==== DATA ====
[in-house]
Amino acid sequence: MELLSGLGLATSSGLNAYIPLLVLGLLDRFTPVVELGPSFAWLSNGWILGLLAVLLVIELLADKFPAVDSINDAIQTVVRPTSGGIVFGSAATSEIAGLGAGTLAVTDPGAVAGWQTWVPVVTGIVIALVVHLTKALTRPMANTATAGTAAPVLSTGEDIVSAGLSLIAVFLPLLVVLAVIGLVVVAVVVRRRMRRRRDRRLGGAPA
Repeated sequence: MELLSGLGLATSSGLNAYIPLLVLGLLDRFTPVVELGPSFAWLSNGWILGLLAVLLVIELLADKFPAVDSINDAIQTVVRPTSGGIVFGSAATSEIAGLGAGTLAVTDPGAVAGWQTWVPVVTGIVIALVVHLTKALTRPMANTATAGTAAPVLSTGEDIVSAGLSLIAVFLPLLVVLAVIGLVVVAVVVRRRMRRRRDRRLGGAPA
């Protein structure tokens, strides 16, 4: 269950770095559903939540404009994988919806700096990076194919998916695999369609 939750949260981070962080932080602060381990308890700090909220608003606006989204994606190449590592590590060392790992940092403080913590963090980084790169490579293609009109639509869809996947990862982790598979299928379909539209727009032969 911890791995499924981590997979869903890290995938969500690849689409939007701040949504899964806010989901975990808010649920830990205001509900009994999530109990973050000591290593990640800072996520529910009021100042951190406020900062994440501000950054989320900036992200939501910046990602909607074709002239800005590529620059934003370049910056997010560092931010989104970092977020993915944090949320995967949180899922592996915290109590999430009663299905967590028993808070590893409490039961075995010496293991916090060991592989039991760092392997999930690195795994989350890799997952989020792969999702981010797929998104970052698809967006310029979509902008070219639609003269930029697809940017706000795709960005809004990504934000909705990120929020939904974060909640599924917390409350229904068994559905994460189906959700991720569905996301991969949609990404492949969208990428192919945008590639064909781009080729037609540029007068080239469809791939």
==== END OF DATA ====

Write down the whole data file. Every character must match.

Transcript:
[in-house]
Amino acid sequence: MELLSGLGLATSSGLNAYIPLLVLGLLDRFTPVVELGPSFAWLSNGWILGLLAVLLVIELLADKFPAVDSINDAIQTVVRPTSGGIVFGSAATSEIAGLGAGTLAVTDPGAVAGWQTWVPVVTGIVIALVVHLTKALTRPMANTATAGTAAPVLSTGEDIVSAGLSLIAVFLPLLVVLAVIGLVVVAVVVRRRMRRRRDRRLGGAPA
Repeated sequence: MELLSGLGLATSSGLNAYIPLLVLGLLDRFTPVVELGPSFAWLSNGWILGLLAVLLVIELLADKFPAVDSINDAIQTVVRPTSGGIVFGSAATSEIAGLGAGTLAVTDPGAVAGWQTWVPVVTGIVIALVVHLTKALTRPMANTATAGTAAPVLSTGEDIVSAGLSLIAVFLPLLVVLAVIGLVVVAVVVRRRMRRRRDRRLGGAPA
């Protein structure tokens, strides 16, 4: 269950770095559903939540404009994988919806700096990076194919998916695999369609 939750949260981070962080932080602060381990308890700090909220608003606006989204994606190449590592590590060392790992940092403080913590963090980084790169490579293609009109639509869809996947990862982790598979299928379909539209727009032969 911890791995499924981590997979869903890290995938969500690849689409939007701040949504899964806010989901975990808010649920830990205001509900009994999530109990973050000591290593990640800072996520529910009021100042951190406020900062994440501000950054989320900036992200939501910046990602909607074709002239800005590529620059934003370049910056997010560092931010989104970092977020993915944090949320995967949180899922592996915290109590999430009663299905967590028993808070590893409490039961075995010496293991916090060991592989039991760092392997999930690195795994989350890799997952989020792969999702981010797929998104970052698809967006310029979509902008070219639609003269930029697809940017706000795709960005809004990504934000909705990120929020939904974060909640599924917390409350229904068994559905994460189906959700991720569905996301991969949609990404492949969208990428192919945008590639064909781009080729037609540029007068080239469809791939």